A cool application of CLEM: imaging amyloid fibrils in vivo

In this paper, the authors used CLEM to image Sup35 fibril within yeast cells. As the authors say in their intro, until their study "there [was] no direct evidence for the presence of amyloid fibrils of Sup35 in [PSI+] cells". It is great to be able to image fibrils in vivo using EM.

Here is a link & the abstract:

In vivo evidence for the fibrillar structures of Sup35 prions in yeast cells.

Kawai-Noma S, Pack CG, Kojidani T, Asakawa H, Hiraoka Y, Kinjo M, Haraguchi T, Taguchi H, Hirata A.
Department of Medical Genome Sciences and 2 Department of Integrated Biosciences, Graduate School of Frontier Sciences, The University of Tokyo, Kashiwa, Chiba 277-8562, Japan.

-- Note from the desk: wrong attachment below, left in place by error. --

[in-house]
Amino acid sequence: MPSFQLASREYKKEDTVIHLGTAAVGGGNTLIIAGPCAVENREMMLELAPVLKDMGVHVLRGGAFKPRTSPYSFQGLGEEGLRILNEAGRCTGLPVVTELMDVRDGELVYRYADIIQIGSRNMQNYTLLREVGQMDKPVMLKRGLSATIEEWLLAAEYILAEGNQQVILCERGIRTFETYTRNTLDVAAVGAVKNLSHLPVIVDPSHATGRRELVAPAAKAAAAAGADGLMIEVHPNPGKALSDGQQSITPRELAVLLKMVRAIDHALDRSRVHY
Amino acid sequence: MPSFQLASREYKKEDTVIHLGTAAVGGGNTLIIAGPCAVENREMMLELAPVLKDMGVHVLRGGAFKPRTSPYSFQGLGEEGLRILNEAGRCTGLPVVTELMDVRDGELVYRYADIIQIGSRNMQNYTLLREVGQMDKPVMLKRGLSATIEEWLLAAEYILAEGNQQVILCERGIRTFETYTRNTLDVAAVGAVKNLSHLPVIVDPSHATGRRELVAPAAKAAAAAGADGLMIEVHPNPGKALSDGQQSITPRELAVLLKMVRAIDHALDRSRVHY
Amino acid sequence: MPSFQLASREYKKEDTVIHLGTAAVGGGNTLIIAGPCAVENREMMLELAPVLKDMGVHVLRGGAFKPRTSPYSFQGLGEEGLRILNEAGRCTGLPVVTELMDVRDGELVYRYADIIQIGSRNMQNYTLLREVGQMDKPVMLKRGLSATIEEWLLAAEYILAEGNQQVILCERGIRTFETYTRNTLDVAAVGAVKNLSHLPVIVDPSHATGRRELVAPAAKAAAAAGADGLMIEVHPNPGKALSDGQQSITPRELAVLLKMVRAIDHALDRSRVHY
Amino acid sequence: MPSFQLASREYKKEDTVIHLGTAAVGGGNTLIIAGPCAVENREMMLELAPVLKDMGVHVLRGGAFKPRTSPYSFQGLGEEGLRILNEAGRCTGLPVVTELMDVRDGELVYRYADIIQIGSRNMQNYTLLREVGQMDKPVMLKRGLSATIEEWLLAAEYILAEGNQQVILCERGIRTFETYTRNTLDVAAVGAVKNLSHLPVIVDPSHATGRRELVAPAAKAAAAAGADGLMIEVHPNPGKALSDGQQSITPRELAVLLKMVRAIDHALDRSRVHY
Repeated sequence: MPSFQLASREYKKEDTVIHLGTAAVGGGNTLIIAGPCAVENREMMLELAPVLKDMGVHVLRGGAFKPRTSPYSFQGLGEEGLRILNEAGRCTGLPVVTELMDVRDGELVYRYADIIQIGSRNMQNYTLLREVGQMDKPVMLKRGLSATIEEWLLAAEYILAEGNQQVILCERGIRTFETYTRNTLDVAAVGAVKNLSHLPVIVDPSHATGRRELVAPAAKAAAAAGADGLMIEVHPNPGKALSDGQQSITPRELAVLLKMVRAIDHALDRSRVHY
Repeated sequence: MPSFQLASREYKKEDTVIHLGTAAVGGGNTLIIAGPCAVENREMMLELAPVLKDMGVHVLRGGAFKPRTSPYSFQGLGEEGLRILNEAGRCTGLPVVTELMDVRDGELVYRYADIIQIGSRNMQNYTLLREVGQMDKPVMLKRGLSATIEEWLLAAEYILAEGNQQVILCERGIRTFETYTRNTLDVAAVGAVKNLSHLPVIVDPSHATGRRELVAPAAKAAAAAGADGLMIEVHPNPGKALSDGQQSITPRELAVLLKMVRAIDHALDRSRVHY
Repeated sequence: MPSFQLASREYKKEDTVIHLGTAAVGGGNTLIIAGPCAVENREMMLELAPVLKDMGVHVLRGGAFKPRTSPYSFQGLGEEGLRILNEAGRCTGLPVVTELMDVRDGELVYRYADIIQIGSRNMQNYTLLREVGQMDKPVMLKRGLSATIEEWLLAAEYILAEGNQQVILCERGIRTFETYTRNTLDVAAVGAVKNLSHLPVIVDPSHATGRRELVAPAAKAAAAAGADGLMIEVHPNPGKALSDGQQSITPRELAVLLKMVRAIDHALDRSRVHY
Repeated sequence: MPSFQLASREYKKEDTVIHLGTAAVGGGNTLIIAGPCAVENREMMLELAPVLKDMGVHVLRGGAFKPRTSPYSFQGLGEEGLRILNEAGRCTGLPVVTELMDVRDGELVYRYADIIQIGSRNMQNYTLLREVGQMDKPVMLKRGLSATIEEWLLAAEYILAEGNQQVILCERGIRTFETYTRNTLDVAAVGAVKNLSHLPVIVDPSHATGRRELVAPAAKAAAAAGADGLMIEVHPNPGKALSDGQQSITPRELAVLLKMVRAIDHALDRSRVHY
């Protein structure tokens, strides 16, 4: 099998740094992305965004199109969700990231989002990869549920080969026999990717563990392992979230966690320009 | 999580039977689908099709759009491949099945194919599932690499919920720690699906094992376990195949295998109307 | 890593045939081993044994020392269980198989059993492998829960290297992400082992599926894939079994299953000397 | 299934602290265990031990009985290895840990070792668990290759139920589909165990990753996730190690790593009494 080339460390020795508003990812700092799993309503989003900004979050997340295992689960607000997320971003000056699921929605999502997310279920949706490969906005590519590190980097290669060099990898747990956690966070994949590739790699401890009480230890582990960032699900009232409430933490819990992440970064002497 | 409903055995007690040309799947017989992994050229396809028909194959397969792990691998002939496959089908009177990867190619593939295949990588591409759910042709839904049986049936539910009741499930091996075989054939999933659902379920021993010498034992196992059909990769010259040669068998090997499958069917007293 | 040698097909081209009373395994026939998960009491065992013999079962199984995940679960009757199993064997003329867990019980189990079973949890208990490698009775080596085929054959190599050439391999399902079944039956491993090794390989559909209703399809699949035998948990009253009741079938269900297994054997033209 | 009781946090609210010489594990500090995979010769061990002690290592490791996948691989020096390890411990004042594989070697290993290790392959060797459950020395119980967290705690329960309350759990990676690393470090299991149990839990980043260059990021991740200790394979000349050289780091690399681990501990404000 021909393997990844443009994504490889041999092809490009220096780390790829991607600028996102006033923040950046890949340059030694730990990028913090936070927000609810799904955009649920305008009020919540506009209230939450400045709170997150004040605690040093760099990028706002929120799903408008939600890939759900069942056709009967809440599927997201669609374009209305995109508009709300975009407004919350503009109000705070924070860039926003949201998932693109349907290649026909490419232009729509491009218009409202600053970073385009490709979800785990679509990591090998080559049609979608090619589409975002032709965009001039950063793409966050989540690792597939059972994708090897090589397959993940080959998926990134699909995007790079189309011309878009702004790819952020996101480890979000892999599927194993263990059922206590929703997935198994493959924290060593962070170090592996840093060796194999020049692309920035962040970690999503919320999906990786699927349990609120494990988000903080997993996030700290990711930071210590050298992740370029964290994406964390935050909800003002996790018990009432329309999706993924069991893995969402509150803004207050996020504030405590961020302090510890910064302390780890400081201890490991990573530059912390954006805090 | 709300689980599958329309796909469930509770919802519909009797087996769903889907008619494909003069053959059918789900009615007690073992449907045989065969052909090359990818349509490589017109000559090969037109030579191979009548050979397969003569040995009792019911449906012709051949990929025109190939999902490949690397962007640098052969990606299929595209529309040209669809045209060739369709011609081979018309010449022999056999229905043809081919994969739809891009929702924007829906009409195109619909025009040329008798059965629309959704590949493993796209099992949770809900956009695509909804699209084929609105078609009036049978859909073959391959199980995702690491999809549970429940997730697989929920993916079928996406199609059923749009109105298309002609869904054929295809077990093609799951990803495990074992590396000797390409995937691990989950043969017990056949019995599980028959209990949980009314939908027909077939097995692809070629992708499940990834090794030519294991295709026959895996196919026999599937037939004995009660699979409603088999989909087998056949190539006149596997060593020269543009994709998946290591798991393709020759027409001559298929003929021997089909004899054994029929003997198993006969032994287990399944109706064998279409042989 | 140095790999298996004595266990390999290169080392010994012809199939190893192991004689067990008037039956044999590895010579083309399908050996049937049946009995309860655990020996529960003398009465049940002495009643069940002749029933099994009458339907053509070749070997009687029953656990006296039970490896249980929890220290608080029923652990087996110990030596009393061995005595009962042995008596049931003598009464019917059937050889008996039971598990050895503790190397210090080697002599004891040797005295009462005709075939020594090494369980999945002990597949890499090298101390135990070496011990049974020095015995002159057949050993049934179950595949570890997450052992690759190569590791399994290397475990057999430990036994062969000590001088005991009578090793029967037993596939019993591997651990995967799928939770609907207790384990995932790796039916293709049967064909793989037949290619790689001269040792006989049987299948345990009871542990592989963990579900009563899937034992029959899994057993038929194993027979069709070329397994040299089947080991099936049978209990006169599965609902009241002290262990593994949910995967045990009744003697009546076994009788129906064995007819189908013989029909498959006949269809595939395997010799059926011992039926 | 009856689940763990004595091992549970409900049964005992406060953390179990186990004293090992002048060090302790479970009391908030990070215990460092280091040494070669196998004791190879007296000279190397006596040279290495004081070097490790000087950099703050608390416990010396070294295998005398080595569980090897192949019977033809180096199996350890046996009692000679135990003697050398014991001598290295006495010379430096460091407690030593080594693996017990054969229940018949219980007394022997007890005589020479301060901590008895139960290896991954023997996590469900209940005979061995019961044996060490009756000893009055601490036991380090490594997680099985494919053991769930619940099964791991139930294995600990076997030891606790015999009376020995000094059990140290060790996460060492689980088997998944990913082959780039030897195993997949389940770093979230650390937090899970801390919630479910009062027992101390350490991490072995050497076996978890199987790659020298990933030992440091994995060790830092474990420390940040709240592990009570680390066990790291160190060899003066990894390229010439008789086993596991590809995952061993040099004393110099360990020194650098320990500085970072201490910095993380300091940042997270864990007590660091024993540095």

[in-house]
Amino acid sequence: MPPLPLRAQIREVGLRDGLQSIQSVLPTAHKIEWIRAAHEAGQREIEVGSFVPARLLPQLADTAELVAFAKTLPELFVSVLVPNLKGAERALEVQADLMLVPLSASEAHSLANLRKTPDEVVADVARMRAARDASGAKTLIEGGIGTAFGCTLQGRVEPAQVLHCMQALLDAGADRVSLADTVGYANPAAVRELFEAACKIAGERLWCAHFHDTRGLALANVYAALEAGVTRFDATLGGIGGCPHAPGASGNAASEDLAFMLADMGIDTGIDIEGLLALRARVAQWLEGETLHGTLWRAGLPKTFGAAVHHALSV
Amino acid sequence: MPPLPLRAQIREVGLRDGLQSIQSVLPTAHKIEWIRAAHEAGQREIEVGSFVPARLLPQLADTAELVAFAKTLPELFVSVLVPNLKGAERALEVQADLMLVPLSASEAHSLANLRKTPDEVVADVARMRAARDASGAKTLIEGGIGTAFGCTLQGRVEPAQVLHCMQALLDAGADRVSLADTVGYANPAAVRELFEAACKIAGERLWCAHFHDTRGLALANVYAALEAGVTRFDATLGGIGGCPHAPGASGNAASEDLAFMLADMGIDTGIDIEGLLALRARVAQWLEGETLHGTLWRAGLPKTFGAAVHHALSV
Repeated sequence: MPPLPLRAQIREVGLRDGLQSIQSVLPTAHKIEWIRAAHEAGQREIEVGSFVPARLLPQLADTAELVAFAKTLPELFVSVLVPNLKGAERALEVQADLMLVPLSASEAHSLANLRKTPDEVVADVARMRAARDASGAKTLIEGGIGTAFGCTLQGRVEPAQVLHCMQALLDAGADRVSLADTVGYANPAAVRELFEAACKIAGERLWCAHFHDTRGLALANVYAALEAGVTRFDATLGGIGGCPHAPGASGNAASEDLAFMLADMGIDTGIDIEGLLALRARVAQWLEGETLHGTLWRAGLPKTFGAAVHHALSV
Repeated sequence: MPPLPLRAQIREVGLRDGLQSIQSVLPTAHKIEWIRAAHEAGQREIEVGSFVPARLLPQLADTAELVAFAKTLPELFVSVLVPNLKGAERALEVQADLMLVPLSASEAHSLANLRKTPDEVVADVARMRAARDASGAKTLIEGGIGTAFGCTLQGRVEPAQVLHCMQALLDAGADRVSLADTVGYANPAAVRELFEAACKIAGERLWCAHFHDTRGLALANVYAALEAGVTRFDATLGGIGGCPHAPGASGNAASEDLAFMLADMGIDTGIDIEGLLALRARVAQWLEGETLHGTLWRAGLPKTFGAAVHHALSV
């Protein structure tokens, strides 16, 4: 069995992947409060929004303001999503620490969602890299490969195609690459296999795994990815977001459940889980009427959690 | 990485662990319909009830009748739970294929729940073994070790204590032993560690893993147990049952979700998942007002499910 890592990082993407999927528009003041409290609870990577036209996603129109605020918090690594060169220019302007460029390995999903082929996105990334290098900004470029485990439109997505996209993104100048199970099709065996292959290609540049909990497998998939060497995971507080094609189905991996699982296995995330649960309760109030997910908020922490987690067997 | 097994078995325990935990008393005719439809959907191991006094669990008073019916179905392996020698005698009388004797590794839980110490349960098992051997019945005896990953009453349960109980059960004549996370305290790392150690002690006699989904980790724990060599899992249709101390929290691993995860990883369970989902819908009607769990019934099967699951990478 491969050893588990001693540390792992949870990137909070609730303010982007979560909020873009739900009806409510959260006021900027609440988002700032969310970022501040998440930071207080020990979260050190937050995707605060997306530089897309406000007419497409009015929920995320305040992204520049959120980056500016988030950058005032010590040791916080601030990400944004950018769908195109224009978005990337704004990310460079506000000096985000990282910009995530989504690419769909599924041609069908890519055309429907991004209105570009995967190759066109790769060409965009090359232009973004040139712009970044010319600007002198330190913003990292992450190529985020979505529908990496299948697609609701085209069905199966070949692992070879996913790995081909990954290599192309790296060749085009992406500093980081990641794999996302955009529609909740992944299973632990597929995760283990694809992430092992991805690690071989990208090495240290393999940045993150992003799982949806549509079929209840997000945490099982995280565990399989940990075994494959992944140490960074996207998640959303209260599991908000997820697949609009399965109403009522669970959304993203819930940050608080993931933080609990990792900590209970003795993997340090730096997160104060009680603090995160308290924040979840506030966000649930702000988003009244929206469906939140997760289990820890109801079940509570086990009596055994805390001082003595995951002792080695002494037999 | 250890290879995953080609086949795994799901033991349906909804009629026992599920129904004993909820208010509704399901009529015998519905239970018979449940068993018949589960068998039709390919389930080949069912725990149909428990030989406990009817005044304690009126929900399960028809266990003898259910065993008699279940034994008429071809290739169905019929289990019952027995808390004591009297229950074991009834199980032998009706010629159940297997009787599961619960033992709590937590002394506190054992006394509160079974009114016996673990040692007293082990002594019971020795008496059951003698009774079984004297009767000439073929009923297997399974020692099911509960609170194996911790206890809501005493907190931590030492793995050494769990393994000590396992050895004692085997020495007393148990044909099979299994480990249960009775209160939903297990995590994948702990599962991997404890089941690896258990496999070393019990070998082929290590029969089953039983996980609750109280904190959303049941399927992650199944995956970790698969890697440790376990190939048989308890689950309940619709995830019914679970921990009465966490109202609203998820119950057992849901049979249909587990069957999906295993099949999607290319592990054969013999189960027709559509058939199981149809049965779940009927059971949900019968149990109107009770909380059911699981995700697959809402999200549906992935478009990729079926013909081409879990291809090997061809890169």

Yeast prion [PSI(+)] is caused by aggregated structures of the Sup35 protein. Although Sup35 forms typical amyloid fibrils in vitro, there is no direct evidence for the fibrillar structures of Sup35 in vivo. We analyzed [PSI(+)] cells in which Sup35 fused with green fluorescent protein (GFP) formed aggregates visible by fluorescence microscopy using thin-section electron microscopy (EM). Rapid-freeze EM combined with an immunogold-labeling technique as well as correlative light EM, which allows high-resolution imaging by EM of the same structure observed by light (fluorescence) microscopy, shows that the aggregates contain bundled fibrillar structures of Sup35-GFP. Additional biochemical and fluorescent correlation spectroscopy results suggest that the Sup35 oligomers diffused in the [PSI(+)] lysates adopt fibril-like shapes. Our findings demonstrate that [PSI(+)] cells contain Sup35 fibrillar structures closely related to those formed in vitro and provide insight into the molecular mechanism by which Sup35 aggregates are assembled and remodeled in [PSI(+)] cells.